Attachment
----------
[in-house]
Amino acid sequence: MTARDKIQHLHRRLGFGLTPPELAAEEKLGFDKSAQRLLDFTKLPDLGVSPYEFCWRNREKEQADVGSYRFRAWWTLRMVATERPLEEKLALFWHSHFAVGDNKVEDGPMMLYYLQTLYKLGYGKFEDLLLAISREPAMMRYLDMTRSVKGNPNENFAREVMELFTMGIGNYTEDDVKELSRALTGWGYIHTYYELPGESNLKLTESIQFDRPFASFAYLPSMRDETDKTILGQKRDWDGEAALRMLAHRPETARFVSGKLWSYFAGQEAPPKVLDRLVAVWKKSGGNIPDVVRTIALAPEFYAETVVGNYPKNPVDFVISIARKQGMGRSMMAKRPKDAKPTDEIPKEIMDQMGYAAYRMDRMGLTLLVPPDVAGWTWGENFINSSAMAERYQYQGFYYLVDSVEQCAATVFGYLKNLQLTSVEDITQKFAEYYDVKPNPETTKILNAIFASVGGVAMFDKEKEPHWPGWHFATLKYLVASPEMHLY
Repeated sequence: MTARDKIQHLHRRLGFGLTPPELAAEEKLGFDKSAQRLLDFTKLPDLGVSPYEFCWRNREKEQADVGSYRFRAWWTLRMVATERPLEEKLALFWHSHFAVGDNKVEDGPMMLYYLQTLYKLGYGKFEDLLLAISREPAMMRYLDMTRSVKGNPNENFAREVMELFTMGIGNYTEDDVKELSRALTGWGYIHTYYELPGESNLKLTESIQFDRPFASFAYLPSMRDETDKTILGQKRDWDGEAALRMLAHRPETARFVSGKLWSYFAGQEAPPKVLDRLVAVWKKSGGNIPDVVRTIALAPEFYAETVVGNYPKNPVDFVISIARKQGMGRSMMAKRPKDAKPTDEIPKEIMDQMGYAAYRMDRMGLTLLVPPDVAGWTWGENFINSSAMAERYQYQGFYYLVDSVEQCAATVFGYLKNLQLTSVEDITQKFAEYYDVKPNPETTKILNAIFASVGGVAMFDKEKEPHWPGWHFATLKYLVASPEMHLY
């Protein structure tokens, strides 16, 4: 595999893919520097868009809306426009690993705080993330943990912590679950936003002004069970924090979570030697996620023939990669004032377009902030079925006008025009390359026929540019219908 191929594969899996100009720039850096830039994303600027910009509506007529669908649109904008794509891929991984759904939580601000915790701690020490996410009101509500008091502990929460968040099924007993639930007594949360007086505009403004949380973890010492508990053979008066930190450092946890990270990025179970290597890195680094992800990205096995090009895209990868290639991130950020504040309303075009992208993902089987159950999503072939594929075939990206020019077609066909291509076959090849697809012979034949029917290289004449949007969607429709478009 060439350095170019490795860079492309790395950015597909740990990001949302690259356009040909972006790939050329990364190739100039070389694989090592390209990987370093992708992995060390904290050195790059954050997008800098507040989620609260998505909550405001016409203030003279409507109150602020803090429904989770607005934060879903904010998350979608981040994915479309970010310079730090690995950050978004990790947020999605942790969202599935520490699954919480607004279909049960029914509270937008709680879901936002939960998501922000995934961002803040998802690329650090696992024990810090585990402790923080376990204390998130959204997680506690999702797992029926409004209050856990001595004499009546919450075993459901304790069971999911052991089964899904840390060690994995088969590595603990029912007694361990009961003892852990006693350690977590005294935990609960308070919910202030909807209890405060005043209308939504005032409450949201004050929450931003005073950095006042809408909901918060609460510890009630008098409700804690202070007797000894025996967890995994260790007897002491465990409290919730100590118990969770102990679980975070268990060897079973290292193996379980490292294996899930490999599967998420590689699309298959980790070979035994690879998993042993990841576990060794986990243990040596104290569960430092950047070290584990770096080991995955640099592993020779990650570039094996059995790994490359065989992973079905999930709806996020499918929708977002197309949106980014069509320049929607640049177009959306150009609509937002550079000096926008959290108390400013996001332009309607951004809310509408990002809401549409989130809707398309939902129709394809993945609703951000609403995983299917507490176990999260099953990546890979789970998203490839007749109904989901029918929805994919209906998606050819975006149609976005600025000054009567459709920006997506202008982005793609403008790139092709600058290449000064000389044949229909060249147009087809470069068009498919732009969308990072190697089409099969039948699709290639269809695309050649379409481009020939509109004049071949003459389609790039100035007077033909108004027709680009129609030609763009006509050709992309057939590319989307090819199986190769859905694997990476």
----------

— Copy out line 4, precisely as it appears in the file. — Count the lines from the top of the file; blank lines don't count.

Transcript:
């Protein structure tokens, strides 16, 4: 595999893919520097868009809306426009690993705080993330943990912590679950936003002004069970924090979570030697996620023939990669004032377009902030079925006008025009390359026929540019219908 191929594969899996100009720039850096830039994303600027910009509506007529669908649109904008794509891929991984759904939580601000915790701690020490996410009101509500008091502990929460968040099924007993639930007594949360007086505009403004949380973890010492508990053979008066930190450092946890990270990025179970290597890195680094992800990205096995090009895209990868290639991130950020504040309303075009992208993902089987159950999503072939594929075939990206020019077609066909291509076959090849697809012979034949029917290289004449949007969607429709478009 060439350095170019490795860079492309790395950015597909740990990001949302690259356009040909972006790939050329990364190739100039070389694989090592390209990987370093992708992995060390904290050195790059954050997008800098507040989620609260998505909550405001016409203030003279409507109150602020803090429904989770607005934060879903904010998350979608981040994915479309970010310079730090690995950050978004990790947020999605942790969202599935520490699954919480607004279909049960029914509270937008709680879901936002939960998501922000995934961002803040998802690329650090696992024990810090585990402790923080376990204390998130959204997680506690999702797992029926409004209050856990001595004499009546919450075993459901304790069971999911052991089964899904840390060690994995088969590595603990029912007694361990009961003892852990006693350690977590005294935990609960308070919910202030909807209890405060005043209308939504005032409450949201004050929450931003005073950095006042809408909901918060609460510890009630008098409700804690202070007797000894025996967890995994260790007897002491465990409290919730100590118990969770102990679980975070268990060897079973290292193996379980490292294996899930490999599967998420590689699309298959980790070979035994690879998993042993990841576990060794986990243990040596104290569960430092950047070290584990770096080991995955640099592993020779990650570039094996059995790994490359065989992973079905999930709806996020499918929708977002197309949106980014069509320049929607640049177009959306150009609509937002550079000096926008959290108390400013996001332009309607951004809310509408990002809401549409989130809707398309939902129709394809993945609703951000609403995983299917507490176990999260099953990546890979789970998203490839007749109904989901029918929805994919209906998606050819975006149609976005600025000054009567459709920006997506202008982005793609403008790139092709600058290449000064000389044949229909060249147009087809470069068009498919732009969308990072190697089409099969039948699709290639269809695309050649379409481009020939509109004049071949003459389609790039100035007077033909108004027709680009129609030609763009006509050709992309057939590319989307090819199986190769859905694997990476």